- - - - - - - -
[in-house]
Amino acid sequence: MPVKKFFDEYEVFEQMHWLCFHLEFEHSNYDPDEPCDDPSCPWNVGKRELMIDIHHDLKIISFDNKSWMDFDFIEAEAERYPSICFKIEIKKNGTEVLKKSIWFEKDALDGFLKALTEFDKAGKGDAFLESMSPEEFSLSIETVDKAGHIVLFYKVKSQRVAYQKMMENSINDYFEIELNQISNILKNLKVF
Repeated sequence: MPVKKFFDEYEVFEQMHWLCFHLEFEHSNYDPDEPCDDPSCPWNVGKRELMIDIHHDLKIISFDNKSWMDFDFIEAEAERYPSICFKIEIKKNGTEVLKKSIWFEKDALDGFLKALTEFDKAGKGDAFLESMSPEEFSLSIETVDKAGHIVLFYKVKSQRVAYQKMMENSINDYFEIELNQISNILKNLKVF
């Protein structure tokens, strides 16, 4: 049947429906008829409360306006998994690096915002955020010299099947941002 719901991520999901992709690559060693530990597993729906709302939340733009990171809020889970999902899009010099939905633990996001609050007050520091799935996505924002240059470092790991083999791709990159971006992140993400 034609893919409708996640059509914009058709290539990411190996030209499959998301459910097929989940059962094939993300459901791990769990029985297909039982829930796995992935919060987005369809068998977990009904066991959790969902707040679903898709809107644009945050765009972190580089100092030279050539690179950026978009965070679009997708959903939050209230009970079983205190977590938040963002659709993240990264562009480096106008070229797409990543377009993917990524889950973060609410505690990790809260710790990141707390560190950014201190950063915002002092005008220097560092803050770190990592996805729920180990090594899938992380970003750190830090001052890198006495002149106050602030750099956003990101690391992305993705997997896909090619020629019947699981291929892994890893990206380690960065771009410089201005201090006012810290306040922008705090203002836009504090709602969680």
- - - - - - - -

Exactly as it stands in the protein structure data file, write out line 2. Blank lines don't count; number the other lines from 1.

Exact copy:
Amino acid sequence: MPVKKFFDEYEVFEQMHWLCFHLEFEHSNYDPDEPCDDPSCPWNVGKRELMIDIHHDLKIISFDNKSWMDFDFIEAEAERYPSICFKIEIKKNGTEVLKKSIWFEKDALDGFLKALTEFDKAGKGDAFLESMSPEEFSLSIETVDKAGHIVLFYKVKSQRVAYQKMMENSINDYFEIELNQISNILKNLKVF